The G3 Zed 12 is the binding for the avid G3 fan, for the ski technician curious about lightweight gear, and for the uphill athletic skier that wants just the slightest edge in usability and release consistency. They're heavier than our top-most scoring bindings, but include a few attributes that may have you justifying that "cost". The Zed 12 is a significant step forward in the refinement of G3's touring bindings. It improves on the Ion family of bindings, with virtually no drawbacks.
G3 Zed 12 Review
Cons: Crampon mount and brakes not included, heavier than closest competition
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Our Analysis and Test Results
The G3 Zed 12 has many attributes of heavier "full service" ski bindings with a weight that approaches that of the ultralight category. It essentially fits between two categories; it is heavier than the light all-arounders, but it has essential features that they don't. The safety and usability features added to the Zed 12 might just tip the balance in its favor for you. For long-term reliability of release and touring transitions, and ease of use, the Zed 12 is the lightest thing going. It is a relatively new product but uses geometry and technology proven in G3's Ion series of bindings.
The Zed 12 tours very well. When we break down our assessment of touring performance, we consider heel risers, icing propensity, and toe pivot range of motion. The heel risers are among the best in the business, and the toe pivot range is all you would need. The binding's design only allows for moderate amounts of icing and snow build up. It has all the moving parts (and associated places to hold ice) of a heavier binding, but there are big spaces in the toe piece that shed snow and ice better than most.
Do we consider this a downhill oriented binding at a low weight, or do we think of it as an ultralight binding that skis better than its peers? Either way, it skis well, for its weight. As compared to other bindings at and near its weight, the Zed 12 has greater elasticity and more reliable release performance. The heel piece offers some forward pressure, the toe piece geometry allows a little more lateral motion than other light bindings, and the heel springs are independent pins that rotate with each entry so as to spread wear out. Other lightweight bindings, with u-spring heel pieces, experience a change in release characteristics as the u spring metal wears with use.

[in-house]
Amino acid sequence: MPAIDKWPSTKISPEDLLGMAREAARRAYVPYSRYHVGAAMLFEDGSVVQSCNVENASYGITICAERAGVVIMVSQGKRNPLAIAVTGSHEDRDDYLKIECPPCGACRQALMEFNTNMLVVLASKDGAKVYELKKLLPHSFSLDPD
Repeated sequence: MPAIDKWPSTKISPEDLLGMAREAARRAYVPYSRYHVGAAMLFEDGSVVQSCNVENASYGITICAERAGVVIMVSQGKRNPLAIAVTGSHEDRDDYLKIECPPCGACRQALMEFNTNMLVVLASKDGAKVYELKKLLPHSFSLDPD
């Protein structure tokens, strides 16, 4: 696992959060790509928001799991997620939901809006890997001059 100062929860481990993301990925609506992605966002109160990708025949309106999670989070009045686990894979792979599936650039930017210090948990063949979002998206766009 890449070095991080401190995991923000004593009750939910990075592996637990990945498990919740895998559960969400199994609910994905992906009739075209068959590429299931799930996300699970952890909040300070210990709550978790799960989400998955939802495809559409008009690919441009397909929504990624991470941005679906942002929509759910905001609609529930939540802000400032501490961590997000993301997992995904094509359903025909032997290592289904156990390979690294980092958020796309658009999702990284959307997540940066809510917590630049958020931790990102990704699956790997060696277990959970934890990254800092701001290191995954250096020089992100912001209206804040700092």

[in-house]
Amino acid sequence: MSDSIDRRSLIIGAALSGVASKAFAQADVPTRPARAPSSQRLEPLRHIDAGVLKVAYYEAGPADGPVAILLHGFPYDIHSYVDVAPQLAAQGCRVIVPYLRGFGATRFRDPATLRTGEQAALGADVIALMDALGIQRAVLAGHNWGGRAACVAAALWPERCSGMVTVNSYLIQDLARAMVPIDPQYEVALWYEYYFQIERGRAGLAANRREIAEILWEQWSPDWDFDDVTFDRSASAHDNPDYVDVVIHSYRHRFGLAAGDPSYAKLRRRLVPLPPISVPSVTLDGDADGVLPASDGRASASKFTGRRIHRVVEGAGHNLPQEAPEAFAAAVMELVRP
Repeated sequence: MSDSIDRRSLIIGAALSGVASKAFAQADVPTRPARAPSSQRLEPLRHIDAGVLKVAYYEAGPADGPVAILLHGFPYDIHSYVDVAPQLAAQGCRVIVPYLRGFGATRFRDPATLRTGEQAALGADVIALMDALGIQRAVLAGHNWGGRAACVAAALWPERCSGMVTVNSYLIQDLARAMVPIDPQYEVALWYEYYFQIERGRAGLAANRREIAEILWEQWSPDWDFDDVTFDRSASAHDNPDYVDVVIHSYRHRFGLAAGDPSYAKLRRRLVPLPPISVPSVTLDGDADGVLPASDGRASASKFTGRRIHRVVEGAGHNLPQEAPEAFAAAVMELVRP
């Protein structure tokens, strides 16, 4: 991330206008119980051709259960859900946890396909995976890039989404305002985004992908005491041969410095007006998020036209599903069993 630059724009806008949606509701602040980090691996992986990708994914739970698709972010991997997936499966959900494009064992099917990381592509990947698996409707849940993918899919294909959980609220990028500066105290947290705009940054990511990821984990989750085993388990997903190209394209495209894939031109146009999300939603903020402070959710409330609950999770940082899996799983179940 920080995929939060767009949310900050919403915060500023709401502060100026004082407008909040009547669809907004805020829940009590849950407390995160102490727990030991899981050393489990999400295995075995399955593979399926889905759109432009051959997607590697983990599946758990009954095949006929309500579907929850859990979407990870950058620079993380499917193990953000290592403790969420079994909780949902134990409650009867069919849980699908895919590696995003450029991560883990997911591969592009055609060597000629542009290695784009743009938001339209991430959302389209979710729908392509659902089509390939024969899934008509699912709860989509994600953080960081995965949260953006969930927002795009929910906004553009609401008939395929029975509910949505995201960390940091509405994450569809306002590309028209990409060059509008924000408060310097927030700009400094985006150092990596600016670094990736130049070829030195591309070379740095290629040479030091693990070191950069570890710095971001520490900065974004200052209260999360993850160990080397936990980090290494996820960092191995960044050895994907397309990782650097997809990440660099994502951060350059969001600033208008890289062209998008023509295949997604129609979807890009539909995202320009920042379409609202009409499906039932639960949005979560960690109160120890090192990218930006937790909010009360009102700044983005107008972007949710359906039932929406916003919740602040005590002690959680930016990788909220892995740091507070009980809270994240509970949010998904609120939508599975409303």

These things, though, are all theoretical. How does it work in our real-world testing? Truth is, most of our testers in their voluminous testing noticed absolutely no difference in actual downhill performance. Very discerning skiers in very demanding conditions (less than 1% of our testing time and likely way less than that for your use) noticed subtle differences between bindings on the downhill. The Zed 12 skis downhill better than any binding that matches or beats its weight. It has a relatively high "stack height" but minimal ramp angle.
Ease of Use
Transitions, adjustments, getting in and out; how does the Zed do? Transitions use the proven method of twisting the heel piece 90 degrees (either direction). Once in touring mode, the heel lifters can be adjusted between three settings with your ski pole. If you need to adjust release, both lateral and vertical are accomplished with one aft screw. Just below that screw is one for adjusting length. Length is measured with the "kiss" method, requiring no spacer or tool for measurement. Stepping in and out is almost exactly the same as the vast majority of touring tech bindings. The good news is that we found the "default mode" spring tension to be enough to keep the ski on your foot in all but the most rigorous of skinning terrain. No need to lock those toes until the skinning is legit.
The G3 Zed 12, as tested and without brakes, weighs 1.6 pounds for the pair (that's about 360g per binding). Given the touring and downhill skiing features, this weight is pretty darn good. It's the lightest binding, for instance, that we tested that includes individual heel pins. Add on the brake and the proprietary attachment for G3's ski crampons and the weight quickly exceeds that of bindings that perform, overall, similarly or better.
The Zed is a relatively new product. With only a couple seasons on the market, reports of long term function have yet to come in. In our rigorous testing (both on our feet and test pair and in the company of ski partners and backcountry ski clients) we experienced no issues with the retail version of the Zed. It is worth noting that some have had issues with the long adjustment plate that some places use on their rental gear. Maybe you have demoed or rented Zed bindings and had the heel piece slide around. That problem is exclusive to fleet gear.
The price of the Zed is competitive with the whole market and our experience with G3 warranty and durability suggests that your product-life experience with the Zed 12 should be quite favorable.
Lightweight bindings with advanced attributes, or full-function bindings that are stripped down? Either way, these simple and all-purpose ski bindings are ready for whatever sort of human powered skiing you might choose.
— Jediah Porter